It’s time to put an end to President Obama’s campaign of frustration and division by coming together as a unified party. The convention is sure to be a pivotal moment and an unforgettable experience for anyone who shares my belief that it’s time to get America back on track.
I hope you’ll be there to celebrate with us.
August 18 #13
No one from the government was there when we were sweating it, when we were building this business. I’m proud of the business I’ve built, so I appreciate Mitt Romney for standing up for people like me. He knows the kind of hard work and dedication it takes to make a business successful.
We need a president who understands business. Who understands what it means to make payroll. Who understands what it means to grow an enterprise and to be successful. I think Mitt is the candidate for the job.
Show pride in your accomplishments — and help Mitt and the Republican team win in November.
Get your built by us shirt here!
Shop the entire Built By Us Collection now!
Co-owner, Village Corner Deli
August 19 #14
The convention is just days away — and we are excited to watch Mitt accept the nomination in front of the entire party.
Would you like to be there with us for that historic moment — when the confetti and balloons drop?
Two lucky supporters will win the chance to join us at the Republican National Convention in Tampa and actually be there when Mitt becomes our party’s nominee. And we’ll even take care of the airfare and hotel.
Donate $3 today to be automatically entered for your chance to join the Republican team in Tampa.
Don’t miss out on your chance at a front row seat to history!
Chief of Staff
Republican National Committee
Should politicians be held accountable for the things that they say? Is there a difference between a harmless gaffe, a slip of the tongue, and a true reflection of the individual’s personal agenda? If so, how can the average person determine the difference?
According to George Will, “A politician’s words reveal less about what he thinks about his subject than what he thinks about his audience” (1). So the question remains whether we should we judge politicians by their words, especially if we do not have a clear view or record of their actions. Nevertheless, many politicians have said things that when taken out of context could easily be misinterpreted. This is especially true for prominent individuals, and I doubt that there has been one who has not made some sort of gaffe.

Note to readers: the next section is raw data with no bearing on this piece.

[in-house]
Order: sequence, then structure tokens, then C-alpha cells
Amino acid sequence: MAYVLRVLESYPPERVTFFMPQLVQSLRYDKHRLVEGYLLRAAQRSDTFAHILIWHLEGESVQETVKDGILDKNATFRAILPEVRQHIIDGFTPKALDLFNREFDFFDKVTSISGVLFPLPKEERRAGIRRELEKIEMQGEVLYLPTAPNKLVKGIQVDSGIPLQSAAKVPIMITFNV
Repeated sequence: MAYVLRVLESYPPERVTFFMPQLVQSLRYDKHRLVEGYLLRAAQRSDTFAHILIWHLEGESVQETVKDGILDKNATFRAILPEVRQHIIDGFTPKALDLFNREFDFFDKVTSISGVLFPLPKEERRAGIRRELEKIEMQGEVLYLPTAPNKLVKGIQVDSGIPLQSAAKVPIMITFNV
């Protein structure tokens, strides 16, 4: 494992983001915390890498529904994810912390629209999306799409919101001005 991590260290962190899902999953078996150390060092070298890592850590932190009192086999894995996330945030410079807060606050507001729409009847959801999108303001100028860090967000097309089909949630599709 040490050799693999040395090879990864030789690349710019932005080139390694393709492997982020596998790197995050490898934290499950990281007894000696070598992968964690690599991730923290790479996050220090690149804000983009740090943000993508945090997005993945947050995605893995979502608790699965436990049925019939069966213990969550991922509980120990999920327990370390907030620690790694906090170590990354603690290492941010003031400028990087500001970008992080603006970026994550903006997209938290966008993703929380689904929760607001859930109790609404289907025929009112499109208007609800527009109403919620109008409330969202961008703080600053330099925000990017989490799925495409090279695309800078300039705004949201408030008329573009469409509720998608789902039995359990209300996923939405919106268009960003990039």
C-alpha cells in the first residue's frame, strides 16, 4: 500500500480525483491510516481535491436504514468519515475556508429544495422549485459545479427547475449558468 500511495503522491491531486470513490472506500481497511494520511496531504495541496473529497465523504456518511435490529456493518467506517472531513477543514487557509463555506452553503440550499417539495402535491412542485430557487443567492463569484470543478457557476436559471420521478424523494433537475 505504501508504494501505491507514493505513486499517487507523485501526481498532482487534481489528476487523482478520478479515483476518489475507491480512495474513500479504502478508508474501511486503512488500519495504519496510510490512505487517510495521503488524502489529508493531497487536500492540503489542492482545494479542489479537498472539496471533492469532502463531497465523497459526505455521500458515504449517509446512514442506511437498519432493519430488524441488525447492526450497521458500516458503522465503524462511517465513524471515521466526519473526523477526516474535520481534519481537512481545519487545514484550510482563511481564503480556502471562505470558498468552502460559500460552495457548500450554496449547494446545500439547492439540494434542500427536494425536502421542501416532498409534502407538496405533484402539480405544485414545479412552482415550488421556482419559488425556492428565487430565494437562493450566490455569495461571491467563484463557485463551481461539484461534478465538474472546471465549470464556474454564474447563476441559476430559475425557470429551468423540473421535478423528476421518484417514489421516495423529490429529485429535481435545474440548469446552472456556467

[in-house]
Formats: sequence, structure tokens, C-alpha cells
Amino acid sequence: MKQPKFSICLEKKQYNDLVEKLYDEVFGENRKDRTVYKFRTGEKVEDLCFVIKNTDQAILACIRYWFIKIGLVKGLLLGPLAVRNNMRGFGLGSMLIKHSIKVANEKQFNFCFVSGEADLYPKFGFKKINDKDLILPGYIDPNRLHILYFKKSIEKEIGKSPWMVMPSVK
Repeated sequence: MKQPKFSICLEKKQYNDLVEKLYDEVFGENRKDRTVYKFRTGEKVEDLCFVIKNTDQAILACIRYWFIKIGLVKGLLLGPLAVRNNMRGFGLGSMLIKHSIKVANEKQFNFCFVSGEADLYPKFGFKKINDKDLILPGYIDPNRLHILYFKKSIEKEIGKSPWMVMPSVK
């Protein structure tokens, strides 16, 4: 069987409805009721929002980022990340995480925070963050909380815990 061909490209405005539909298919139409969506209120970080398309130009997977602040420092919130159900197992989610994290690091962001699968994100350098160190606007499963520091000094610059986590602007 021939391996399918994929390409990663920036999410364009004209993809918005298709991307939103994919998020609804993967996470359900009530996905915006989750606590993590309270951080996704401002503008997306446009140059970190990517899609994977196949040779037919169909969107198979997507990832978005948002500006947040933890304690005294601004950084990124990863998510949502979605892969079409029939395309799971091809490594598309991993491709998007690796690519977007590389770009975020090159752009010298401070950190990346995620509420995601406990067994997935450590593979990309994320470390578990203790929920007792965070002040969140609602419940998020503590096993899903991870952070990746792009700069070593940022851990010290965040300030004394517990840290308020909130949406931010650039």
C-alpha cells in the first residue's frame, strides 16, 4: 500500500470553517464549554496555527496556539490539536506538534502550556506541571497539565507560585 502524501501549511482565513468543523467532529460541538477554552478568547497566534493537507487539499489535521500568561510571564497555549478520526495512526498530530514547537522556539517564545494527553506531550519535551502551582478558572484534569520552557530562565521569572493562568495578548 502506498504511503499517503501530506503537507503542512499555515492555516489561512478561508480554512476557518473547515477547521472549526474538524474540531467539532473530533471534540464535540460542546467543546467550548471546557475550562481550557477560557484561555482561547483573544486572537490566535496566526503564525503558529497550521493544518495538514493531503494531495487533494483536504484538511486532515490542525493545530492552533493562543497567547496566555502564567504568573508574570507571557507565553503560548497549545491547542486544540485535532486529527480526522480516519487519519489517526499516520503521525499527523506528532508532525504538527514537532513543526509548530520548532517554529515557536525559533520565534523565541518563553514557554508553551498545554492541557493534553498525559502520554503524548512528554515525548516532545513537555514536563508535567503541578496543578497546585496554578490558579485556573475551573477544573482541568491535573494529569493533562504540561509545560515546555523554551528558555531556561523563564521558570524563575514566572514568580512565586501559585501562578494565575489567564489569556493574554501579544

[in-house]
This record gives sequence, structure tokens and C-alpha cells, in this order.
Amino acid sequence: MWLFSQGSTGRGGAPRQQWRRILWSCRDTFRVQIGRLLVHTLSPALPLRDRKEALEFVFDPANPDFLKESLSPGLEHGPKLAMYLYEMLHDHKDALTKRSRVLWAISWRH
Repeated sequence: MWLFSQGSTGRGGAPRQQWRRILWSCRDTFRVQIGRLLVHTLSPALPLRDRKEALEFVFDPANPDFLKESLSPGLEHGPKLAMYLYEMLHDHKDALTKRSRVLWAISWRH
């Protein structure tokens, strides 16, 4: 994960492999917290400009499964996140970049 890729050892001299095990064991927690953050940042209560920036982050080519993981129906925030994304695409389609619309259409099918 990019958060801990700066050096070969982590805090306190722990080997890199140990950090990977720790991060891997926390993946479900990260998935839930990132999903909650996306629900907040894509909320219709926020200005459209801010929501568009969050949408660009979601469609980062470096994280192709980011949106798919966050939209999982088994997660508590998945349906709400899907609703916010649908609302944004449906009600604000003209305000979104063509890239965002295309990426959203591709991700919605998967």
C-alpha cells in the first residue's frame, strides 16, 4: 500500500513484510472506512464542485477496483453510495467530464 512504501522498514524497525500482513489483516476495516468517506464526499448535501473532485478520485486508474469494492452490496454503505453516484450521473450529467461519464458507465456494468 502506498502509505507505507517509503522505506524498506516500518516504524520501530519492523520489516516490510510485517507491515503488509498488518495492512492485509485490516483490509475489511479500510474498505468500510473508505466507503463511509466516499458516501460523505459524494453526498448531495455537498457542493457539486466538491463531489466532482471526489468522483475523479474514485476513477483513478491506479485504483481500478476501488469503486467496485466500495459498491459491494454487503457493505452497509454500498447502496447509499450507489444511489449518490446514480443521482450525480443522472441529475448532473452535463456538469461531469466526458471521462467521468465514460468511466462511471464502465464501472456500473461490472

The following video is a compilation of awkward moments and worth a laugh.
According to columnist Michael Kinsley, ” A gaffe is not necessarily when a politician tells the truth. It’s when a politician says what’s really on his or her mind, which may or may not be the truth” (3). In the game of politics and elections, it is only natural that the opposition will pick up on any gaffe and use it to their advantage by either taking it out of context, exaggerating it, or misrepresenting it. We have seen this repeatedly during election cycles, especially now. Kinsley argues that ” Either the remark is being misinterpreted by opponents, or it is what used to be called a Freudian slip, unintentionally revealing an attitude or prejudice that the candidate was trying to suppress” (3). He also argues that politicians are so well-trained on their talking points, especially those in major elections, that it would be unlikely that one would actually slip and say what is really on his or her mind.
I would agree with Kinsley on some of his points; however, I also know that politicians, especially those in big elections, have people who write their speeches for them. These speeches are riddled with the well-rehearsed talking points that we so often hear repeated over and over by all who are a part of the campaign and support it. There is often little variation in the substance, and the politician giving the speech typically uses a teleprompter. A 2009 article in The New York Times suggests that President Obama relies on a teleprompter “extensively” and “…uses them for routine announcements…” (4). The author of the article goes so far as to assert “For Mr. Obama, a teleprompter means message discipline, sticking close to the intended words. While some presidents prefer extemporizing, Mr. Obama likes the message to be just so” (4). Although I was not a big supporter of Rick Santorum, I do agree with a statement he made regarding the use of teleprompters:
“See, I always believed that when you run for president of the United States, it should be illegal to read off a
teleprompter. Because all you’re doing is reading someone else’s words to people.You’re voting for someone who
is going to be the leader of our government. It’s important for you to understand who that person is in their own